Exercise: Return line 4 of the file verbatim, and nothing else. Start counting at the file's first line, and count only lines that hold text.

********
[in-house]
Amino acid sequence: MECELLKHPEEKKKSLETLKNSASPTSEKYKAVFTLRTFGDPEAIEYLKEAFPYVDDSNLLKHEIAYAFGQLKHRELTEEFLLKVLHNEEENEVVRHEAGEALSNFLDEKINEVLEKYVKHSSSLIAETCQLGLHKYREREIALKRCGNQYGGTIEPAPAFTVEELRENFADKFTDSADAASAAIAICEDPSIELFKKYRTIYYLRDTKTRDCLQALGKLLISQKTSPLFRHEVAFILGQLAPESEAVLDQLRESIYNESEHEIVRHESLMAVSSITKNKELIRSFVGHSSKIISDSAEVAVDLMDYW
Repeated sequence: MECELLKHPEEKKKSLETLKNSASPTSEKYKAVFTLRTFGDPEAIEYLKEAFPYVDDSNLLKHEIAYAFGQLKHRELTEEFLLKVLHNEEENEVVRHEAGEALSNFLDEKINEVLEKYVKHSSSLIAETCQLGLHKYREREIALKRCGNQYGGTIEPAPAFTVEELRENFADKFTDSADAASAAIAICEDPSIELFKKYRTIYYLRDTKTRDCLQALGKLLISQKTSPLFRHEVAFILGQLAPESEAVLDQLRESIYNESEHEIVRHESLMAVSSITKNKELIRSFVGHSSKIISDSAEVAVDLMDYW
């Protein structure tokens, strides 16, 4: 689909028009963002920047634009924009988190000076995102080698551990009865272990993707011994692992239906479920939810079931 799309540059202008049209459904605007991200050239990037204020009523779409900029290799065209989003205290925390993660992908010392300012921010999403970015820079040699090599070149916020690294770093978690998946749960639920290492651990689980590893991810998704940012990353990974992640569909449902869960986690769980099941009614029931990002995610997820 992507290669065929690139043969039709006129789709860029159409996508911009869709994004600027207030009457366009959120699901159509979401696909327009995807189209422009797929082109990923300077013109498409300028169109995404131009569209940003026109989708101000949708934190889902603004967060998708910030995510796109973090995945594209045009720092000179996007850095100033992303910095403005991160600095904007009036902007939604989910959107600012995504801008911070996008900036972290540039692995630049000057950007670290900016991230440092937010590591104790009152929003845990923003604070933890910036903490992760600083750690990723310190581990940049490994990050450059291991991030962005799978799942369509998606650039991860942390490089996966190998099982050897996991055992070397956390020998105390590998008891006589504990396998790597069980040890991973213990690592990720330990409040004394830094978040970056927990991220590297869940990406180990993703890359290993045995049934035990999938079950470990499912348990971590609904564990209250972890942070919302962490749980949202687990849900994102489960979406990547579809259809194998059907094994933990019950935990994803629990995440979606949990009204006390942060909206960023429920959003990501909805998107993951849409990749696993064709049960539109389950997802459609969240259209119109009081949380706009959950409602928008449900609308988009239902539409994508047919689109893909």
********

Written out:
């Protein structure tokens, strides 16, 4: 689909028009963002920047634009924009988190000076995102080698551990009865272990993707011994692992239906479920939810079931 799309540059202008049209459904605007991200050239990037204020009523779409900029290799065209989003205290925390993660992908010392300012921010999403970015820079040699090599070149916020690294770093978690998946749960639920290492651990689980590893991810998704940012990353990974992640569909449902869960986690769980099941009614029931990002995610997820 992507290669065929690139043969039709006129789709860029159409996508911009869709994004600027207030009457366009959120699901159509979401696909327009995807189209422009797929082109990923300077013109498409300028169109995404131009569209940003026109989708101000949708934190889902603004967060998708910030995510796109973090995945594209045009720092000179996007850095100033992303910095403005991160600095904007009036902007939604989910959107600012995504801008911070996008900036972290540039692995630049000057950007670290900016991230440092937010590591104790009152929003845990923003604070933890910036903490992760600083750690990723310190581990940049490994990050450059291991991030962005799978799942369509998606650039991860942390490089996966190998099982050897996991055992070397956390020998105390590998008891006589504990396998790597069980040890991973213990690592990720330990409040004394830094978040970056927990991220590297869940990406180990993703890359290993045995049934035990999938079950470990499912348990971590609904564990209250972890942070919302962490749980949202687990849900994102489960979406990547579809259809194998059907094994933990019950935990994803629990995440979606949990009204006390942060909206960023429920959003990501909805998107993951849409990749696993064709049960539109389950997802459609969240259209119109009081949380706009959950409602928008449900609308988009239902539409994508047919689109893909």